To make abortion illegal again is to sentence millions of women and children to miserable lives and even more miserable deaths.
Given his history, in relation to us, I think the white man should be ashamed to attempt to speak for the unborn children of the black woman. To force us to have children for him to ridicule, drug and turn into killers and homeless wanderers is a testament to his hypocrisy.
What can the white man say to the black woman?
Only one thing that the black woman might hear.
Yes, indeed, the white man can say, Your children have the right to life. Therefore I will call back from the dead those 30 million who were tossed overboard during the centuries of the slave trade. And the other millions who died in my cotton fields and hanging from trees.
I will recall all those who died of broken hearts and broken spirits, under the insult of segregation.
I will raise up all the mothers who died exhausted after birthing twenty-one children to work sunup to sundown on my plantation. I will restore to full health all those who perished for lack of food, shelter, sunlight, and love; and from my inability to see them as human beings.
But I will go even further:
I will tell you, black woman, that I wish to be forgiven the sins I commit daily against you and your children. For I know that until I treat your chil dren with love, I can never be trusted by my own. Nor can I respect myself.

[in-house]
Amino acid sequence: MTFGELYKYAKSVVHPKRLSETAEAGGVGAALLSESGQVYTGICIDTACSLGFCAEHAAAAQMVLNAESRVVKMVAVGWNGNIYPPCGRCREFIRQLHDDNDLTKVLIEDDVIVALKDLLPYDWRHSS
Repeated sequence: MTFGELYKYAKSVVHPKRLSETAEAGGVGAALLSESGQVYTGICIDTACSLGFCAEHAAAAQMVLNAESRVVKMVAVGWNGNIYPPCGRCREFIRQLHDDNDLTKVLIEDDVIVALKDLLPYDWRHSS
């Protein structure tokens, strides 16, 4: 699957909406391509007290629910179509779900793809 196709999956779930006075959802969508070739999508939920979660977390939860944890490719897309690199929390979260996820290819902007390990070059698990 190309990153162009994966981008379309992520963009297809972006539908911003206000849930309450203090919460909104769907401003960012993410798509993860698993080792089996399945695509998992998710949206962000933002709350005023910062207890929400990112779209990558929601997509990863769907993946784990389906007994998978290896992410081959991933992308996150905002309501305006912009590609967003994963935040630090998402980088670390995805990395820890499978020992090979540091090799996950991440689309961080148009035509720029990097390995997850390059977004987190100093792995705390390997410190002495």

And I will free your children from insultingly high infant mortality rates, short life spans, horrible housing, lack of food, rampant ill health. I will liberate them from the ghetto. I will open wide the doors of all the schools and hospitals and businesses of society to your children. I will look at your children and see not a threat but a joy.
I will remove myself as an obstacle in the path that your children, against all odds, are making toward the light. I will not assassinate them for dreaming dreams and offering new visions of how to live. I will cease trying to lead your children, for I can see I have never understood where I was going. I will agree to sit quietly for a century or so, and meditate on this.
This is what the white man can say to the black woman.
We are listening.

Sunday, March 4, 2012

what does it mean to be RADICAL?